- Two weeks after President Donald Trump signed four executive orders in an effort to bypass congressional negotiations on a new coronavirus stimulus package, only one state is offering residents the additional unemployment benefit, The Washington Post reported.
- Trump promised that the $300 federal boost would be received quickly.
- Many states are saying it will take them weeks or even months to get the payments sent.
- Meanwhile, many Americans are struggling to make ends meet.
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Two weeks after President Donald Trump signed four executive orders in an effort to bypass Congressional negotiations on a new coronavirus stimulus package, only one state is offering residents the additional unemployment benefit, The Washington Post reported.
On August 8, Trump said he would order a $400 weekly boost to federal unemployment. The federal government would cover $300 and states would cover the remaining $100, Business Insider previously reported.
The executive order was one of four that Trump would sign attempting to provide coronavirus relief after measures in the CARES Act expired and the White House, Senate Republicans, and Democrats in the House were unable to negotiate an extension.
However, two weeks later only Arizona had started sending the extra $300 to residents, The Post reported. Thirteen states have been approved to give the benefit, The Post said, but only some said they would add the $100.
South Dakota has turned down the benefit; others said they’re applying for the benefit or did not specify if they would apply.
Until the end of July when provisions in the CARES Act expired, a large percentage of unemployed workers were receiving an addition $600 a week from the federal government. In May, House Democrats passed additional coronavirus relief legislation that extended the $600 in benefits, however, some in the GOP balked at the price tag and specific provisions in the bill, and lawmakers were unable to reach a compromise.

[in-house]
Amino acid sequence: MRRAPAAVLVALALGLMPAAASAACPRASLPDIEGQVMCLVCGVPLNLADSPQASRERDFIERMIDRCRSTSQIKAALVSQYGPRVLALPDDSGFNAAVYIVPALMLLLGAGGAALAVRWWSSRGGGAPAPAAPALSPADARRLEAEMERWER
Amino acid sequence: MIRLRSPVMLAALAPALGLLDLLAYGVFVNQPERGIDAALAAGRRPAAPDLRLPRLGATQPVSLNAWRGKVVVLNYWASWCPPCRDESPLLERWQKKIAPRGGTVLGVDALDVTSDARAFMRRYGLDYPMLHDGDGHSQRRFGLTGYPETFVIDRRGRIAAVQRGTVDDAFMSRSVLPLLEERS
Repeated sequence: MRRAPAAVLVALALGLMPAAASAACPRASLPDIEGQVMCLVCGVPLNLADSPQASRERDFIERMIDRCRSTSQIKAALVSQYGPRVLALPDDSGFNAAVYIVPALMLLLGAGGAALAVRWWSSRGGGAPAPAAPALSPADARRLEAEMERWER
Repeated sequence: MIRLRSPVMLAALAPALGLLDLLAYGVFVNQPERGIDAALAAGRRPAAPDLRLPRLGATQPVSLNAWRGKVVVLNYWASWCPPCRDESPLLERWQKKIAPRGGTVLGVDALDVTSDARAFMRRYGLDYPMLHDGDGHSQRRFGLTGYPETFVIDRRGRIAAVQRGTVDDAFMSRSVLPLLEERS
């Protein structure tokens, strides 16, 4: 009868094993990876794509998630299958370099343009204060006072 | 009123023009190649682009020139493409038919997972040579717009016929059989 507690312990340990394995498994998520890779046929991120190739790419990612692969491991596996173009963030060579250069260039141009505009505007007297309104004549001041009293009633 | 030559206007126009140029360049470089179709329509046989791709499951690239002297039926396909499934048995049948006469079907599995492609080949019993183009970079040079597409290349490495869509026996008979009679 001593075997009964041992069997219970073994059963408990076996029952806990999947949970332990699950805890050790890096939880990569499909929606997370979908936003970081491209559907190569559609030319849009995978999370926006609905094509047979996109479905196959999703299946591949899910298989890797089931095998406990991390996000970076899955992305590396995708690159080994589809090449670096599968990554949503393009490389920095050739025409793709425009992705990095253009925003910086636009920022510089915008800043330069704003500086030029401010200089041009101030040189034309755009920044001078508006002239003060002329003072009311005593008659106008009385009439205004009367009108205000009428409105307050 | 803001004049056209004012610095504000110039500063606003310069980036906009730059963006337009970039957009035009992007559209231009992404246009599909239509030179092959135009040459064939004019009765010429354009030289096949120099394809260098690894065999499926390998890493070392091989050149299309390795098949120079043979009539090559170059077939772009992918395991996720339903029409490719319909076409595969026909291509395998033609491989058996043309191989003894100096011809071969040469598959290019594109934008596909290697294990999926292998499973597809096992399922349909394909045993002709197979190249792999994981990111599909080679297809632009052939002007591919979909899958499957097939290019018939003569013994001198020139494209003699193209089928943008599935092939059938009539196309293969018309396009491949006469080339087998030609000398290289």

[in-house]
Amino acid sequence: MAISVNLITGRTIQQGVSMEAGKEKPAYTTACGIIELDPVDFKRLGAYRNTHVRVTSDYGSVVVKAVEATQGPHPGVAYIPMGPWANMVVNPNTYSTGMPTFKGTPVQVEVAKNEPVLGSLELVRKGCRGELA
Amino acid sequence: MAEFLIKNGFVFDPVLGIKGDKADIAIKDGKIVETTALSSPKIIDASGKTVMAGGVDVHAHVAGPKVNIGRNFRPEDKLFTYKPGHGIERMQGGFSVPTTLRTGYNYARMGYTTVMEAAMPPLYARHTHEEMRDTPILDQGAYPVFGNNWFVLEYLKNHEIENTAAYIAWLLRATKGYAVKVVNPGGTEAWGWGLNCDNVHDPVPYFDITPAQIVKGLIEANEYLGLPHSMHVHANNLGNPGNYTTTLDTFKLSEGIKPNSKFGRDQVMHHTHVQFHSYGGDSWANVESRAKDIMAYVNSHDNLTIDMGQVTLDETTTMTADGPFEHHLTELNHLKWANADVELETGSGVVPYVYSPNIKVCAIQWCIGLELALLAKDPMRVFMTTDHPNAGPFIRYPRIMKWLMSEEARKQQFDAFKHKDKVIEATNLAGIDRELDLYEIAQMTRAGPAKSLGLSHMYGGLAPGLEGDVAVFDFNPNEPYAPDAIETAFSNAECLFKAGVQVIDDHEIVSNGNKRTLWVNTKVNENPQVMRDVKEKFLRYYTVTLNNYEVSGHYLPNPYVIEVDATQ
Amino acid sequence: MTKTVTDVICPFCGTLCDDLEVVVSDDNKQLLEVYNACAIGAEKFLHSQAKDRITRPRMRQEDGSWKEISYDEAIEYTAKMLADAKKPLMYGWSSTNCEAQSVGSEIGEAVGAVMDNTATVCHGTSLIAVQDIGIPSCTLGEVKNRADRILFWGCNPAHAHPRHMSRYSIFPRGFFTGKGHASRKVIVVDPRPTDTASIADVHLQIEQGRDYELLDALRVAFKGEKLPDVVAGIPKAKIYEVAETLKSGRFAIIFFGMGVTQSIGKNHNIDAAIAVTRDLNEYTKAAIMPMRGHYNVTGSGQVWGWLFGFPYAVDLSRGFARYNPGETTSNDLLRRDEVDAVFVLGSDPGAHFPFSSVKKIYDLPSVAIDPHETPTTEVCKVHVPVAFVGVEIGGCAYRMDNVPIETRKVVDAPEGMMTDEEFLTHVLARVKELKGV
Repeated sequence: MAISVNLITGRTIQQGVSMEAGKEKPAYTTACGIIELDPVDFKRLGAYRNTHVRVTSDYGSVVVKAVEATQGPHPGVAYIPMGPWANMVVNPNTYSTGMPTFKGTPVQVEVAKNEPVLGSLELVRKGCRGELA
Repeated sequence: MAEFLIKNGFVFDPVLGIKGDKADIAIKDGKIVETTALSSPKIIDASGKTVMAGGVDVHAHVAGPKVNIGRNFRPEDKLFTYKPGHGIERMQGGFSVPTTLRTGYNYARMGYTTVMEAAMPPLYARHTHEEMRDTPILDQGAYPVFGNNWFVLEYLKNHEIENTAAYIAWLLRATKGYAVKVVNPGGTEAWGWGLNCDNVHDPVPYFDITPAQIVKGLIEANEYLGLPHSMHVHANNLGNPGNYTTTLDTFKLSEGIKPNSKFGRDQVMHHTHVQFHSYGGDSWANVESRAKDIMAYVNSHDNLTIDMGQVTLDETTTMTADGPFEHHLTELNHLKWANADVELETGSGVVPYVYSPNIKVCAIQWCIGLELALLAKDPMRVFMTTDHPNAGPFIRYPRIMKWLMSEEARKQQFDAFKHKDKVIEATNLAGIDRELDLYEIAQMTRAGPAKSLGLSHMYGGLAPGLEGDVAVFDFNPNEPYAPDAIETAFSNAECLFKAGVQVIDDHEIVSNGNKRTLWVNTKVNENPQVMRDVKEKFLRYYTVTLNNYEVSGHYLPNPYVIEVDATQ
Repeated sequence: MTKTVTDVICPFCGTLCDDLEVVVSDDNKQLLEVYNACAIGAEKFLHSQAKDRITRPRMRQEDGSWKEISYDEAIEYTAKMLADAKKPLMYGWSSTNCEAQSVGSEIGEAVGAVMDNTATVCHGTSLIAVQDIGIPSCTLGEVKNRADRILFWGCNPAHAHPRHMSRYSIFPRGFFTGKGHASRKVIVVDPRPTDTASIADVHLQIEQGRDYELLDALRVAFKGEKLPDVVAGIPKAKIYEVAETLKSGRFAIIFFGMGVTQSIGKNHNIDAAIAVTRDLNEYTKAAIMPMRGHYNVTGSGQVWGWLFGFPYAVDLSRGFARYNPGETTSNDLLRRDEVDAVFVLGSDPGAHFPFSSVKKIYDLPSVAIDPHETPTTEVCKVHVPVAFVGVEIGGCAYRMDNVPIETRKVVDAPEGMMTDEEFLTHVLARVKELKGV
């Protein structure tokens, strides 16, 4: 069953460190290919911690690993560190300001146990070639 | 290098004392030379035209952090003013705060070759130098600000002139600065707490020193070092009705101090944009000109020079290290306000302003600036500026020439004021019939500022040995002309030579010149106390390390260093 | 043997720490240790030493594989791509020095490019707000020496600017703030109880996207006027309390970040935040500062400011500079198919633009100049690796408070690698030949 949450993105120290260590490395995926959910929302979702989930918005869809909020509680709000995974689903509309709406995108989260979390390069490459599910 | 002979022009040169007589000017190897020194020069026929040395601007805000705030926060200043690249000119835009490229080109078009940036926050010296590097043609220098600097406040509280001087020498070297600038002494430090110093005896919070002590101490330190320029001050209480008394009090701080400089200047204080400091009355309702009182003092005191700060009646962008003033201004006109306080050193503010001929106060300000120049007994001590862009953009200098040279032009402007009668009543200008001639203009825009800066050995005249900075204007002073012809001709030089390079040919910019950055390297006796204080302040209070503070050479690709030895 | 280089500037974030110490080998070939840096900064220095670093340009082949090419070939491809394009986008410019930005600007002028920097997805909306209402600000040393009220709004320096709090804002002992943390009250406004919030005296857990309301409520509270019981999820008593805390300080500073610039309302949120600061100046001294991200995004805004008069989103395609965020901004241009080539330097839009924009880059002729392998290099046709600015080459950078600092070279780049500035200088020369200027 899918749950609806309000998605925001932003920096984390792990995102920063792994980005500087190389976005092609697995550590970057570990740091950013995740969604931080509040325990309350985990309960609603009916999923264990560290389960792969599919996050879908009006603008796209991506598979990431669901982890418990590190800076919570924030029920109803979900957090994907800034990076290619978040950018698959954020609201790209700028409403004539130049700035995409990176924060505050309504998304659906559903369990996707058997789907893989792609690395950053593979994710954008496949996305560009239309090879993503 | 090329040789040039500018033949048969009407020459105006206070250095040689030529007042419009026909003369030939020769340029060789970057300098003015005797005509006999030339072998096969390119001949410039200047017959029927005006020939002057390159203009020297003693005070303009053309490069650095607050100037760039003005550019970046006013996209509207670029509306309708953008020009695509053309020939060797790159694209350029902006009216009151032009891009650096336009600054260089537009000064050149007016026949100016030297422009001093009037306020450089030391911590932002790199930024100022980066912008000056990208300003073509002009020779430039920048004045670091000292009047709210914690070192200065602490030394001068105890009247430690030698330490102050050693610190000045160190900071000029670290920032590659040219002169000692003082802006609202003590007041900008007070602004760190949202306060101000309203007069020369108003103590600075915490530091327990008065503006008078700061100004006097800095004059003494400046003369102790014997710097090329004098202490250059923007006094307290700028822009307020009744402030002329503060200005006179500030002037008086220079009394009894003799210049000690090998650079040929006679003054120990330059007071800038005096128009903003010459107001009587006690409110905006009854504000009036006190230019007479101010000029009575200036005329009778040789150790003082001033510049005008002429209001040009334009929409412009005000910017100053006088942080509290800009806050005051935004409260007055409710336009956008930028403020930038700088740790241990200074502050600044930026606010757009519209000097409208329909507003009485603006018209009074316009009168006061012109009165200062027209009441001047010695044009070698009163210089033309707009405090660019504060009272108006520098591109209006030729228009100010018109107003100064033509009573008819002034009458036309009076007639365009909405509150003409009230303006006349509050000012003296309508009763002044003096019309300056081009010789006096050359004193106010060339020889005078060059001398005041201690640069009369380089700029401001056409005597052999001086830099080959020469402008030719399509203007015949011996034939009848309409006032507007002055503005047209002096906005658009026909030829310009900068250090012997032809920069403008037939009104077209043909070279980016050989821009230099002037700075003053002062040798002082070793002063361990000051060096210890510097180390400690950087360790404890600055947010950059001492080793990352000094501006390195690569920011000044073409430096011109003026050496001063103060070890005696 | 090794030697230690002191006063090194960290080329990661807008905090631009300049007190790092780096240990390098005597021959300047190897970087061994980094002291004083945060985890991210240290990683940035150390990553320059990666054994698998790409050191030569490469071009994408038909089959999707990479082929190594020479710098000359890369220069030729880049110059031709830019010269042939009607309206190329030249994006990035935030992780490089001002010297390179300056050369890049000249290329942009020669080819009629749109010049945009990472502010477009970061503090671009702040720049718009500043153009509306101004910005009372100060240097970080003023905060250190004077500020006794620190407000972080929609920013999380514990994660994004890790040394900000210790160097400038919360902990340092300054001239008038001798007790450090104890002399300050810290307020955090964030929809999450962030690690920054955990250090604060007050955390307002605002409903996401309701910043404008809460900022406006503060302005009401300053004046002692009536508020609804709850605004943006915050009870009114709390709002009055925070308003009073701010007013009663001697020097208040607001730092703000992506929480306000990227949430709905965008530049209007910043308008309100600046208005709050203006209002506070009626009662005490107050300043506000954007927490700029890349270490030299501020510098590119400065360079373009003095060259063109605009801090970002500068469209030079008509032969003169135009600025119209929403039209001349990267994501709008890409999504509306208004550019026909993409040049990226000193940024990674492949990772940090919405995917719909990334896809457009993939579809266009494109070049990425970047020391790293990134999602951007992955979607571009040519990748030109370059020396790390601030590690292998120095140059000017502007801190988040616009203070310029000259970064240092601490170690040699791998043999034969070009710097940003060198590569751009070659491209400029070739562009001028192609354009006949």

Trump claimed that the $600 benefit dis-incentivized Americans from returning to work.
“It’s not a hardship. This is the money they need,” he said of the $400 benefit. “This is the money they want and this gives them an incentive to go back to work.”
According to The Post, there are 28 million people who are unemployed in the US.
While Trump had promised that the money would be delivered quickly and in a matter of weeks, states have said they’d need somewhere between a couple of weeks to a couple of months to get funds out.
Elijah Brunelle, 40, worked as a cook at a nearby nursing home, but because of his chronic conditions was told not to return to work by his employer. His family is struggling to pay bills, despite having three roommates, after the unemployment benefits expired and he went from getting $698 a week to $198 a week, The Post reported.
“We went from being able to afford groceries and afford transportation to really struggling hard just to afford anything,” Brunelle’s wife Cyn told The Post. “It’s really hard, very difficult, and very stressful.”